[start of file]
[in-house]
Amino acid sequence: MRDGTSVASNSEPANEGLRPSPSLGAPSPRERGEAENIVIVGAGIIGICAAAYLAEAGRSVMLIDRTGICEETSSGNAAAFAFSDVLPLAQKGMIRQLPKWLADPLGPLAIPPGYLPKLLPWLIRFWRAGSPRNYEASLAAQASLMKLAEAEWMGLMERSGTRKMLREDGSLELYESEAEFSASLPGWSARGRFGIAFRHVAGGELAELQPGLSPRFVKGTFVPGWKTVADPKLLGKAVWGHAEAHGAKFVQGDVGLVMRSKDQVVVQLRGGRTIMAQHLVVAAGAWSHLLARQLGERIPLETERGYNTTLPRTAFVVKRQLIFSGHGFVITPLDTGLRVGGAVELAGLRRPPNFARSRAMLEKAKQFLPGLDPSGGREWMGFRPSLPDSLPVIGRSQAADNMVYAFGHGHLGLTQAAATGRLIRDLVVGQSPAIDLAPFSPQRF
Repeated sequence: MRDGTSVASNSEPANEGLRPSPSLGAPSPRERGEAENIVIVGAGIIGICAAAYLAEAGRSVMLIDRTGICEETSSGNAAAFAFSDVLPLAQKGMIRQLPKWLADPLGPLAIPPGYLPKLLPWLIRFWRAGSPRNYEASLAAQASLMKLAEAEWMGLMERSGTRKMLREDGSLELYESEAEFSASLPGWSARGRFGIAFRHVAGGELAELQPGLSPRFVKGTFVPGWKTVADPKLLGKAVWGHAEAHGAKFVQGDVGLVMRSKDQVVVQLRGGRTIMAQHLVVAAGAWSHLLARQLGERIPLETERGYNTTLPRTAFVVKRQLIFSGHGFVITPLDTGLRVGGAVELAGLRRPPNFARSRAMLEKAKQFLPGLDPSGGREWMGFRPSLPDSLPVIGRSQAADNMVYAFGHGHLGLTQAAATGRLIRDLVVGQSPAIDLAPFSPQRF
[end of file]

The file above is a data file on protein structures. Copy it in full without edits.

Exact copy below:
[in-house]
Amino acid sequence: MRDGTSVASNSEPANEGLRPSPSLGAPSPRERGEAENIVIVGAGIIGICAAAYLAEAGRSVMLIDRTGICEETSSGNAAAFAFSDVLPLAQKGMIRQLPKWLADPLGPLAIPPGYLPKLLPWLIRFWRAGSPRNYEASLAAQASLMKLAEAEWMGLMERSGTRKMLREDGSLELYESEAEFSASLPGWSARGRFGIAFRHVAGGELAELQPGLSPRFVKGTFVPGWKTVADPKLLGKAVWGHAEAHGAKFVQGDVGLVMRSKDQVVVQLRGGRTIMAQHLVVAAGAWSHLLARQLGERIPLETERGYNTTLPRTAFVVKRQLIFSGHGFVITPLDTGLRVGGAVELAGLRRPPNFARSRAMLEKAKQFLPGLDPSGGREWMGFRPSLPDSLPVIGRSQAADNMVYAFGHGHLGLTQAAATGRLIRDLVVGQSPAIDLAPFSPQRF
Repeated sequence: MRDGTSVASNSEPANEGLRPSPSLGAPSPRERGEAENIVIVGAGIIGICAAAYLAEAGRSVMLIDRTGICEETSSGNAAAFAFSDVLPLAQKGMIRQLPKWLADPLGPLAIPPGYLPKLLPWLIRFWRAGSPRNYEASLAAQASLMKLAEAEWMGLMERSGTRKMLREDGSLELYESEAEFSASLPGWSARGRFGIAFRHVAGGELAELQPGLSPRFVKGTFVPGWKTVADPKLLGKAVWGHAEAHGAKFVQGDVGLVMRSKDQVVVQLRGGRTIMAQHLVVAAGAWSHLLARQLGERIPLETERGYNTTLPRTAFVVKRQLIFSGHGFVITPLDTGLRVGGAVELAGLRRPPNFARSRAMLEKAKQFLPGLDPSGGREWMGFRPSLPDSLPVIGRSQAADNMVYAFGHGHLGLTQAAATGRLIRDLVVGQSPAIDLAPFSPQRF